Evengeline’s point of view is very interesting, and she ends up being a character that I loved to hate. She forces her way into Mare’s cell (though I doubt that would actually work), she parades Mare around the palace several times, once bringing her to Maven’s bath to prove a point. Her lover is a healer, who brings Mare’s powers back, so she can wreak havoc in the ongoing battle. Maven escapes, but Mare is forced to battle Cal as a whisperer takes control of their minds one by one, until they kill him. Meanwhile, Evengeline finds her brother and they escape to their own lands, where her father allies with other rebelling Houses and crowns himself King. For Evengeline, it’s a consolation because her brother will marry her lover, where they can always be together, and Evengeline will marry someone else, her lover always nearby.

The most interesting part of the book takes place in the palace, but it was nice to see Mare break free and become a completely different person from who she was in the last two books. The author did a great job changing her personality from the na´ve Mare in Red Queen, to the obsessive Mare in Glass Sword. Now she’s determined, but experienced. Hardened probably into the warrior that’s needed in the final book.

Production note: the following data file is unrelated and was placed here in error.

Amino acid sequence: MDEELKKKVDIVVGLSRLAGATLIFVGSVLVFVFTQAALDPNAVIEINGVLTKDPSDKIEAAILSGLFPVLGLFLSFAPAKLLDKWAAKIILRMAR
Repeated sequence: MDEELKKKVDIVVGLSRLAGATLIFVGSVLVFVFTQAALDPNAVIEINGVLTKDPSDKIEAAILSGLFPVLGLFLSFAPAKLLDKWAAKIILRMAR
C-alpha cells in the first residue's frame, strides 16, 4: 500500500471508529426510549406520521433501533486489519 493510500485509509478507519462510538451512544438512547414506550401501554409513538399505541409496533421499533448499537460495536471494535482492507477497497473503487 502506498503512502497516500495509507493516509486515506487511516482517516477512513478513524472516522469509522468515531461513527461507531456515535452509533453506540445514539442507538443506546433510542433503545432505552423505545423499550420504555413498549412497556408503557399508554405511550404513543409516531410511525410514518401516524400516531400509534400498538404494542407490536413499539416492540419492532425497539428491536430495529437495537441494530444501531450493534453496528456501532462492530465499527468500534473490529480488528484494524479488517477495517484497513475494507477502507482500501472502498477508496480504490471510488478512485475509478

We get some downtime to catch up with Farley’s pregnancy, Mare’s family, Cal’s love (Mare and Cal finally make love in this book), and the political manipulations of the nations outside of Norta. Banding together with the rebelling silver Houses, they make a final stand at Corvium, the garrison that was attacked earlier, and which Maven wants to take back. While it could have felt like an X-Men story at this point, with everyone using their special powers to attack or defend, the author did a good job in keeping the focus on Mare and her new desire to keep her friends safe (as opposed to using them as weapons in the last book).